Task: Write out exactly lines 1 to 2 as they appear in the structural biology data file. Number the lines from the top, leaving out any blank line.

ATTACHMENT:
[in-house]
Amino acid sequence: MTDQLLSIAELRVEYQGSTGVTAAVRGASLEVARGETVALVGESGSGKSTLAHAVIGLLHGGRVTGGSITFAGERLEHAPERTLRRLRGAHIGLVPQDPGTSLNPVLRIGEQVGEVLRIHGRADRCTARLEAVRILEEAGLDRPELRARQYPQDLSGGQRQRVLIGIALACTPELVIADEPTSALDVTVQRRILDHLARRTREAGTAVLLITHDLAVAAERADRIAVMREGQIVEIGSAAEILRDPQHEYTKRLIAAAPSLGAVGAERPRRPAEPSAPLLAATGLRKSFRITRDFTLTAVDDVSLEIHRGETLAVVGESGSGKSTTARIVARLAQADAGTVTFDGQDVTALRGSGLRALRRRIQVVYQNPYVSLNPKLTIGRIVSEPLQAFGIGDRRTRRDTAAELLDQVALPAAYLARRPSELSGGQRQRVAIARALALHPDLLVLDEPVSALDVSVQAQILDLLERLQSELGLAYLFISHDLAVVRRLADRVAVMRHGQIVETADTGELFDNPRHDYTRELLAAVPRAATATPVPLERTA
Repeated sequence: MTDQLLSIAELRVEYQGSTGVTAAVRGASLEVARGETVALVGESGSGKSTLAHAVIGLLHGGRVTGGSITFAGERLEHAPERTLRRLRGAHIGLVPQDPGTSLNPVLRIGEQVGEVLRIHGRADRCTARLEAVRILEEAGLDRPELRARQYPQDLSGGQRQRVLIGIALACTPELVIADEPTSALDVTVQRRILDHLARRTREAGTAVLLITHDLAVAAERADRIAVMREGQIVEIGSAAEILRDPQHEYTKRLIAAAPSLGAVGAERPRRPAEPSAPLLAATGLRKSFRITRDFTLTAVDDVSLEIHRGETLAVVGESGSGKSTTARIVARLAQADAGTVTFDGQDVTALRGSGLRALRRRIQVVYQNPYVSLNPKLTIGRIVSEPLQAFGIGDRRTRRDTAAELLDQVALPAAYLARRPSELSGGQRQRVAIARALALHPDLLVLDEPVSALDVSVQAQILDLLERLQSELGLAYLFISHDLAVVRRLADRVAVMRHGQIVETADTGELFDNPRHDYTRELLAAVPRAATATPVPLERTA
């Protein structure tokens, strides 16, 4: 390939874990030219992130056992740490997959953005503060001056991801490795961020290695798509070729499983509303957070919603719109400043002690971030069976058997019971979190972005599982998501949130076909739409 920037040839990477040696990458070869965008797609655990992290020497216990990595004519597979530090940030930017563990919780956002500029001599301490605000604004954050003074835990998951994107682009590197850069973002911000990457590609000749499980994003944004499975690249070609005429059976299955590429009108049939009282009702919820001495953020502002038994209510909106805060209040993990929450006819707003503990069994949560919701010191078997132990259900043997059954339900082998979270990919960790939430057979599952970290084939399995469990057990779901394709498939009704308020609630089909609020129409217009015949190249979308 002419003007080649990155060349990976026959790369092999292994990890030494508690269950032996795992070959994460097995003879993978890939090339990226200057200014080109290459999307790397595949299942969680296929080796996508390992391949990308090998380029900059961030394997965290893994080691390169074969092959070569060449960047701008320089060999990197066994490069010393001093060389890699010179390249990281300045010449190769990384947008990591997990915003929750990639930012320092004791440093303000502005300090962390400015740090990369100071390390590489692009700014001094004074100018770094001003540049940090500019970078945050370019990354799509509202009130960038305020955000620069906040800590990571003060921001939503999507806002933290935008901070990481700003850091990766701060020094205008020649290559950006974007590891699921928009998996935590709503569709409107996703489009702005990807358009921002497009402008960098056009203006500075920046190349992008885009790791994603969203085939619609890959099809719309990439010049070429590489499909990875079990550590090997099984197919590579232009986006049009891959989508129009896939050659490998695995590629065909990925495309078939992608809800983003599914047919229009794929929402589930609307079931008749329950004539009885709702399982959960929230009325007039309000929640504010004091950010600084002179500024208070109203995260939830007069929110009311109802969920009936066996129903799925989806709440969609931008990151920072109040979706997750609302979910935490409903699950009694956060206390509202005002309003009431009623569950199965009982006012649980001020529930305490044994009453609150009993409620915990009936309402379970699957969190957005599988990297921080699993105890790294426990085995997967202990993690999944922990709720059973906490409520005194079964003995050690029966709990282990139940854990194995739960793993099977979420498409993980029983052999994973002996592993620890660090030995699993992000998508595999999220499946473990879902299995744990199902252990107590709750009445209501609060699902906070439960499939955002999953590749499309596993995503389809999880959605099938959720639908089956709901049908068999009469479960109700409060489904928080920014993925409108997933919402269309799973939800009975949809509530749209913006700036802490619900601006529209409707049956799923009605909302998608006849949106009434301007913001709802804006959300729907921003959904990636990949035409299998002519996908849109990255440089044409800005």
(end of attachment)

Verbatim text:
[in-house]
Amino acid sequence: MTDQLLSIAELRVEYQGSTGVTAAVRGASLEVARGETVALVGESGSGKSTLAHAVIGLLHGGRVTGGSITFAGERLEHAPERTLRRLRGAHIGLVPQDPGTSLNPVLRIGEQVGEVLRIHGRADRCTARLEAVRILEEAGLDRPELRARQYPQDLSGGQRQRVLIGIALACTPELVIADEPTSALDVTVQRRILDHLARRTREAGTAVLLITHDLAVAAERADRIAVMREGQIVEIGSAAEILRDPQHEYTKRLIAAAPSLGAVGAERPRRPAEPSAPLLAATGLRKSFRITRDFTLTAVDDVSLEIHRGETLAVVGESGSGKSTTARIVARLAQADAGTVTFDGQDVTALRGSGLRALRRRIQVVYQNPYVSLNPKLTIGRIVSEPLQAFGIGDRRTRRDTAAELLDQVALPAAYLARRPSELSGGQRQRVAIARALALHPDLLVLDEPVSALDVSVQAQILDLLERLQSELGLAYLFISHDLAVVRRLADRVAVMRHGQIVETADTGELFDNPRHDYTRELLAAVPRAATATPVPLERTA